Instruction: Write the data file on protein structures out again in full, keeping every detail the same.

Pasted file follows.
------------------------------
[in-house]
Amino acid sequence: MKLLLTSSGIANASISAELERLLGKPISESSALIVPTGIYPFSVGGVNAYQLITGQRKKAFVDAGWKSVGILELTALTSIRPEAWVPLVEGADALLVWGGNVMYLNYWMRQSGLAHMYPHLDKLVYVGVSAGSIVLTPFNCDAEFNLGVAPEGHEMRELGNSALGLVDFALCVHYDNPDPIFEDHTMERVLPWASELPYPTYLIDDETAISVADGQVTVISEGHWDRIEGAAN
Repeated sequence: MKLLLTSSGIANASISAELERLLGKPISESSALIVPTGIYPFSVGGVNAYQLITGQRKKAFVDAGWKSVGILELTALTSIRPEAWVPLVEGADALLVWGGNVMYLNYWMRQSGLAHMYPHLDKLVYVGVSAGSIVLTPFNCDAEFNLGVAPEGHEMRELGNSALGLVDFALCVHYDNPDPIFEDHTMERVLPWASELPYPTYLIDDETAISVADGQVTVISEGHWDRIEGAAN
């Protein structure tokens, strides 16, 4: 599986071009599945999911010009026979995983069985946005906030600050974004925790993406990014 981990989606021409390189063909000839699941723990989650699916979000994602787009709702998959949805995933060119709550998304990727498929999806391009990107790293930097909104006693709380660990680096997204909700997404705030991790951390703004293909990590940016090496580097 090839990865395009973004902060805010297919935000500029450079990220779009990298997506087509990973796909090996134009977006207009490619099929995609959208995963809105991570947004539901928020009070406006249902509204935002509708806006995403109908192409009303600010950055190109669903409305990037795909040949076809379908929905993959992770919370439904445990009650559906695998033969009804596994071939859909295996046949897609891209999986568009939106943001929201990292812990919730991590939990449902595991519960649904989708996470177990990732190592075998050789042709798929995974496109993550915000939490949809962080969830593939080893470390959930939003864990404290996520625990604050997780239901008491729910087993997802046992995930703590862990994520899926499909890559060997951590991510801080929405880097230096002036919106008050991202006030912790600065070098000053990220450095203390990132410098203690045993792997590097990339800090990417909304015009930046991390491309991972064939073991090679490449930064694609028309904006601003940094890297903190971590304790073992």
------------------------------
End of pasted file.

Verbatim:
[in-house]
Amino acid sequence: MKLLLTSSGIANASISAELERLLGKPISESSALIVPTGIYPFSVGGVNAYQLITGQRKKAFVDAGWKSVGILELTALTSIRPEAWVPLVEGADALLVWGGNVMYLNYWMRQSGLAHMYPHLDKLVYVGVSAGSIVLTPFNCDAEFNLGVAPEGHEMRELGNSALGLVDFALCVHYDNPDPIFEDHTMERVLPWASELPYPTYLIDDETAISVADGQVTVISEGHWDRIEGAAN
Repeated sequence: MKLLLTSSGIANASISAELERLLGKPISESSALIVPTGIYPFSVGGVNAYQLITGQRKKAFVDAGWKSVGILELTALTSIRPEAWVPLVEGADALLVWGGNVMYLNYWMRQSGLAHMYPHLDKLVYVGVSAGSIVLTPFNCDAEFNLGVAPEGHEMRELGNSALGLVDFALCVHYDNPDPIFEDHTMERVLPWASELPYPTYLIDDETAISVADGQVTVISEGHWDRIEGAAN
């Protein structure tokens, strides 16, 4: 599986071009599945999911010009026979995983069985946005906030600050974004925790993406990014 981990989606021409390189063909000839699941723990989650699916979000994602787009709702998959949805995933060119709550998304990727498929999806391009990107790293930097909104006693709380660990680096997204909700997404705030991790951390703004293909990590940016090496580097 090839990865395009973004902060805010297919935000500029450079990220779009990298997506087509990973796909090996134009977006207009490619099929995609959208995963809105991570947004539901928020009070406006249902509204935002509708806006995403109908192409009303600010950055190109669903409305990037795909040949076809379908929905993959992770919370439904445990009650559906695998033969009804596994071939859909295996046949897609891209999986568009939106943001929201990292812990919730991590939990449902595991519960649904989708996470177990990732190592075998050789042709798929995974496109993550915000939490949809962080969830593939080893470390959930939003864990404290996520625990604050997780239901008491729910087993997802046992995930703590862990994520899926499909890559060997951590991510801080929405880097230096002036919106008050991202006030912790600065070098000053990220450095203390990132410098203690045993792997590097990339800090990417909304015009930046991390491309991972064939073991090679490449930064694609028309904006601003940094890297903190971590304790073992």